PALMER — The Mat-Su Borough Assembly voted down Ordinance 21-025 at their meeting on Tuesday by a 4-3 vote, failing an ordinance aimed at protecting wetlands in the Mat-Su Borough. Mat-Su Borough Planner Ted Eischeid presented the ordinance to the assembly that he said was brought forward following “inconsistent decisions” from the Army Corps of Engineers on wetlands mitigation in the borough.
“In this case a large project got a lot of people’s attention and it created a discussion about it. This is good for the Mat-Su borough and for Mat-Su borough resources, said Eischeid. “The Mat-Su Borough has invested a lot of money into these issues and wetlands provides some of those services that support those investments.”
Ordinance 21-025 had previously been passed by the Mat-Su Fish and Wildlife Commission and the Mat-Su Borough Planning Commission prior to arriving at the Assembly. Eischeid said that there had been no public comment in opposition up to that point, but a lengthy public comment section was heard with numerous members arguing on either side of the issue.
“The bottom line is we don’t have the expertise. We’re saying that the corps of engineers is not effective enough, they’ve been around for years and years and have led this great nation in development and now we’re saying that the corps is not capable or not qualified but we don’t have the expertise in the Valley that’s going to add additional staffing, probably at a pretty high price. So I’m concerned what his ordinance is all about. I’m certainly against,” said Ron Johnson.
The Army Corps of Engineers is the main Federal agency responsible for enforcement of the Clean Water Act. Eischeid testified that the decision on the Crooked Creek project had led to questions about the inconsistent decisions from the Army Corps.
“The ordinance will give the Mat-Su Borough the authority to preserve its own lands without stopping development and without increasing paperwork for developers by using already existing mechanisms within the Mat-S while ensuring proper habitat protections and benefiting from an increased revenue stream ,” said Susitna River Coalition Executive Director Melissa Heuer. “As the Mat-Su continues to be one of the fastest growing population centers in the country, it is key that we have the tools to protect our valuable wetlands. Wetlands provide valuable ecological services including flood control and erosion protection, but also key fish and wildlife habitat, clean and filter our water and provide endless opportunities for recreation and business opportunities.”
Eischeid laid out the process by which projects that would impact more than 10 acres of wetlands in the Mat-Su borough would be required to mitigate those permanently affected, following decisions from the Army Corps of Engineers that had been forwarded to the borough. Eischeid also noted that the Assembly has protected 67 miles of stream habitat and 6,200 acres of lake habitat for salmon through culverts.
“The oridaince as written really wouldn’t affect that project or any project I could find whatsoever,” said Assemblyman Jesse Sumner. “I really think there’s a lot of issues that havent been fully considered here. I’m not sure that really we should be adopting something that would’ve just needlessly added paperwork and have had no impact whatsoever and I’m not sure an amendment here at the table would be appropriate either for something of this magnitude.”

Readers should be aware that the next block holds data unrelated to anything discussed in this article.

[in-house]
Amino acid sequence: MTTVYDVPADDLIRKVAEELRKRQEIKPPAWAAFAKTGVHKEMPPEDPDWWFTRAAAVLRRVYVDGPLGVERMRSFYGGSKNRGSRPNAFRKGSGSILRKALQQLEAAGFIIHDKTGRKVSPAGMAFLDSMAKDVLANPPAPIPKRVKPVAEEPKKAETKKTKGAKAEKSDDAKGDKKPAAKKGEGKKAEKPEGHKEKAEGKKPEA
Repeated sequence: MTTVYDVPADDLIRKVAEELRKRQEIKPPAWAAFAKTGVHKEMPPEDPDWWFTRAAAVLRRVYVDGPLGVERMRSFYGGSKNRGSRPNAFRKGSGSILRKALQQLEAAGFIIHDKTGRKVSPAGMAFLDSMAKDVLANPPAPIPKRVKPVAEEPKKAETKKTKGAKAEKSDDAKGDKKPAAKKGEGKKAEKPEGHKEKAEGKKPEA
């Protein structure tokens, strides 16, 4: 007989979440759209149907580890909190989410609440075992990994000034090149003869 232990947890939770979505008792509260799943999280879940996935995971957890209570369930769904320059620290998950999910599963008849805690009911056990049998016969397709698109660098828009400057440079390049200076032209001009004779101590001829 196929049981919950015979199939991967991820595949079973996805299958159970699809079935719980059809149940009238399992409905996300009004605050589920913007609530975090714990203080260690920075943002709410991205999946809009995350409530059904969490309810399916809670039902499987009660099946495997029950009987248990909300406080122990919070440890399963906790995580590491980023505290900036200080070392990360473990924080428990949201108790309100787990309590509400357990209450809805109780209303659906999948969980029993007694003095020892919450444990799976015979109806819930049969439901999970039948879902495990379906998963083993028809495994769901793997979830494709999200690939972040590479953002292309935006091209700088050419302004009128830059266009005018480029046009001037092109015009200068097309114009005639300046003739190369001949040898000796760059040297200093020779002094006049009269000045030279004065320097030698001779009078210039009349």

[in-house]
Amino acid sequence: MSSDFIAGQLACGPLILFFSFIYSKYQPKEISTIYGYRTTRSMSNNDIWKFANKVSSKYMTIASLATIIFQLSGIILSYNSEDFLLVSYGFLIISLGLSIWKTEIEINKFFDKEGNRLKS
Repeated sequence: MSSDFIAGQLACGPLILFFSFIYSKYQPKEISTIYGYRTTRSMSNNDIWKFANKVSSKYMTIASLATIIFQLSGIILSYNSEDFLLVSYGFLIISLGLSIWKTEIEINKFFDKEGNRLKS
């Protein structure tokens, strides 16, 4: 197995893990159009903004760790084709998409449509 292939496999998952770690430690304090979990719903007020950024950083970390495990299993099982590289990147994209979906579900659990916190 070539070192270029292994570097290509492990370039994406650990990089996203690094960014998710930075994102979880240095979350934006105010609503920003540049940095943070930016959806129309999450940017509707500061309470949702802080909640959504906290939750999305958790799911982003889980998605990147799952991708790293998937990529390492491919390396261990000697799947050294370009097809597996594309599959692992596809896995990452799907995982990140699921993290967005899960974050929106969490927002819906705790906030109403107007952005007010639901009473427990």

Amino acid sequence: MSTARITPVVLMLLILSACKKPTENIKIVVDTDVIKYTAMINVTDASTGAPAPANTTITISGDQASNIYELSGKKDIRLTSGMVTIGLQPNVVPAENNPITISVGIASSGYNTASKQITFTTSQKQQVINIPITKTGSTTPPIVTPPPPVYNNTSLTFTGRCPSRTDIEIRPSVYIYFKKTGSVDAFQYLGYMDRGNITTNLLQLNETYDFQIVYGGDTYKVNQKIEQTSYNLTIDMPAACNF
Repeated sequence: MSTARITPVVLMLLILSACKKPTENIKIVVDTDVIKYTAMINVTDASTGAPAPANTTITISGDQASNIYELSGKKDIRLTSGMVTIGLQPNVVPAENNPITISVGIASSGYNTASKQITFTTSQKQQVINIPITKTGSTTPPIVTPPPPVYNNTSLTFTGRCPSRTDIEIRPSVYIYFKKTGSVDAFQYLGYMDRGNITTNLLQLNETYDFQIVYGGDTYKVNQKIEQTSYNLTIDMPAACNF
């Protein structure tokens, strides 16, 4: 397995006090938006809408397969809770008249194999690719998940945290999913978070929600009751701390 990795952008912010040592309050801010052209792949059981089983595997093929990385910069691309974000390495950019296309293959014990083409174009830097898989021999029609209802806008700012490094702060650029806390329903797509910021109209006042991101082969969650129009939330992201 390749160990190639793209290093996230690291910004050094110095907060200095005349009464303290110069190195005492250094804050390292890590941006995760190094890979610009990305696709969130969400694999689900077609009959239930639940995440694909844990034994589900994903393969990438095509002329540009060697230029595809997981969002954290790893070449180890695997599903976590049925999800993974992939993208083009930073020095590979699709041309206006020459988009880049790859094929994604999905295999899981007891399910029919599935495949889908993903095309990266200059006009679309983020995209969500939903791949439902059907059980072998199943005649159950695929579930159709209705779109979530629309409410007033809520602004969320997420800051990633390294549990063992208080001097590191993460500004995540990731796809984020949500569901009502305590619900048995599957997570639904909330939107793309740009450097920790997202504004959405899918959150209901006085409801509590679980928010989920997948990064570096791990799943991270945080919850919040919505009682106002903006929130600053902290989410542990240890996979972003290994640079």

Following Sumner’s comments, Assemblyman Tim Hale moved an amendment to add that “permittee responsible mitigation projects shall be within the boundary of the Mat-Su Borough” which passed 4-3.
I think to just kind of say we’re going to trust the Federal Government to do what is best for the Mat-Su Borough, I think that that’s silly. I don’t trust the Federal Government to do what’s best for us and I think that we need to take that kind of thing into our own hands and we need to say if you are going to disturb our wetlands then any mitigation you are required to do needs to be done in our borough.” said Hale.
Assemblyman George McKee argued that the ordinance as written was dishonest and would not protect fish. Assemblyman Rob Yundt II provided statistics on the acreage of the borough, including that there are 4 million acres of wetlands over 11 different variations in the borough itself.
“I can’t support this. I don’t see that it’s actually going to change anything. It’s just going to change the finances on some of these large projects and it’s going to end up being a job killer,” said Yundt.
Sumner suggested that instead of passing the ordinance, the borough should become more involved in commenting on the Army Corps of Engineers process as it occurs.
“All you have to do is look to the Lower 48 to see how many millions of dollars have been spent trying to recreate what was lost, so I don’t think this is a wasted conversation at all in terms of trying to keep something that provides a valuable resource,” said Assemblywoman Stephanie Nowers. “I don’t think the borough is using its own expertise, I think we’re relying on the corps to determine the wetlands and then we’re saying to the developer we’re not taking your land, we’re saying you just can use one of these four approved methods to offset it. So we’re not creating anything or trying to supplant what they do so I guess given the importance these play and that when you have a big project you have big impacts.”
While Yundt voted with Deputy Mayor Tam Boeve, Hale and Nowers in favor of the amendment which passed, he crossed over to vote down the main motion on Ordinance 21-025 with McKee, Sumner, and Mokie Tew. Boeve, Hale and Nowers voted in favor of the ordinance.